Many public health interventions have been conducted to evaluate insecticides and vector control techniques (Edman 2005), vaccines (Tetteh and Polley 2007), immunizations, rehydration therapies, and ORT supplements (Bhutta et al. 2000). Such interventions do not always account for socio-cultural traditions and norms and pathogen and human ecology and behavior. Moreover, interventions should be aimed at the incremental reduction of disease rather than eradication (Koren and Crawford-Brown 2004). Another trend is a move beyond risk analysis and risk reduction strategies toward more holistic health-impact assessments, which use ongoing community-oriented evaluations and a broad set of techniques (Patz et al. 2008; Veerman et al. 2005). Such approaches promote the use of preventative measures and early warning systems and can help to close the gap between research and policy (Eisenberg et al. 2002).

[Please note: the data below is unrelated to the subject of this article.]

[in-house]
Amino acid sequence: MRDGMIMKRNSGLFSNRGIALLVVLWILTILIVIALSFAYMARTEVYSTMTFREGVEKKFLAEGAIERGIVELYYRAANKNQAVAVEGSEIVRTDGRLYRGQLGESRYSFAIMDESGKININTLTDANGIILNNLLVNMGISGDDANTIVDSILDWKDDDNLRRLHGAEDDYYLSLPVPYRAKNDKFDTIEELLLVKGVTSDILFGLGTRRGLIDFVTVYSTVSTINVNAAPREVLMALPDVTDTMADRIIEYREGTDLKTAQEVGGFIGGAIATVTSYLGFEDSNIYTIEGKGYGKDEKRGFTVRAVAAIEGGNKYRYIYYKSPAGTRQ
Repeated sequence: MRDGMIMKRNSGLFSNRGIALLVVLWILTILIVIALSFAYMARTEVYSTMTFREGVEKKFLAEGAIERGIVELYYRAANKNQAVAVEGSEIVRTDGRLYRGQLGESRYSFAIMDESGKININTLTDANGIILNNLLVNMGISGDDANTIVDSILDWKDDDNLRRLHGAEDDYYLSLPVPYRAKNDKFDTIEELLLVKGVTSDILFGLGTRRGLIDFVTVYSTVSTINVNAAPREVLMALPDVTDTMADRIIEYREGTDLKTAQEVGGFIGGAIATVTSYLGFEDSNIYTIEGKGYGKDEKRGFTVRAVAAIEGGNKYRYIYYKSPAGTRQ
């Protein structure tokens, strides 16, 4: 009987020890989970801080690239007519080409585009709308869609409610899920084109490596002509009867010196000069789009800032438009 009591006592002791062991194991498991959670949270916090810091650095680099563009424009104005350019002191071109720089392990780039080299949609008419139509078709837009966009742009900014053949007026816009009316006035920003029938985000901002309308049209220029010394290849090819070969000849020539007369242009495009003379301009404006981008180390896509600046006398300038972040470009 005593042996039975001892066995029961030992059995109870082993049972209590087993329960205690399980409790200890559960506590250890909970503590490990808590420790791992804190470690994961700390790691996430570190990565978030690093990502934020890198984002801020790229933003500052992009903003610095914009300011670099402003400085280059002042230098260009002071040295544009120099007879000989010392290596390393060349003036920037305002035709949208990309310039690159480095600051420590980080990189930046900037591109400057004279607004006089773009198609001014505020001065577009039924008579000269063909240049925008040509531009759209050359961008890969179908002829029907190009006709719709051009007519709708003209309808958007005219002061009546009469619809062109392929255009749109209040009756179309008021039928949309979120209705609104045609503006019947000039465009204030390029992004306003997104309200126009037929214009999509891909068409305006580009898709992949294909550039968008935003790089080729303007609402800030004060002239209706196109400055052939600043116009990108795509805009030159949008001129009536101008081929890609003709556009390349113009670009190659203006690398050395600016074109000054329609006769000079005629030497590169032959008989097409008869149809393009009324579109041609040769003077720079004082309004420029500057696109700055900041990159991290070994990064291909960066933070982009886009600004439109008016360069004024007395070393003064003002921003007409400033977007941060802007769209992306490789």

Health systems, which are responsible for both curative and preventive care, offer many public health opportunities for provision of clean water and improved sanitation through surveillance, education, and interventions. Yet developing country health posts, clinics, and even referral hospitals themselves suffer from a range of water-related problems. Often, operating and delivery rooms in developing countries dispose of infectious waste in pits and open sewers, and the water supply is neither clean nor reliable. For example, in Uganda, 77% of primary care clinics and 46% of hospitals lacked running water, and only 40% of all facilities had a functioning latrine, an acceptable level of cleanliness, and a protected waiting area (Uganda Service Provision Assessment Survey 2008). Such deficiencies in water and sanitation create opportunities for serious breaches of hygiene that increase the rate of postoperative and other iatrogenic infections.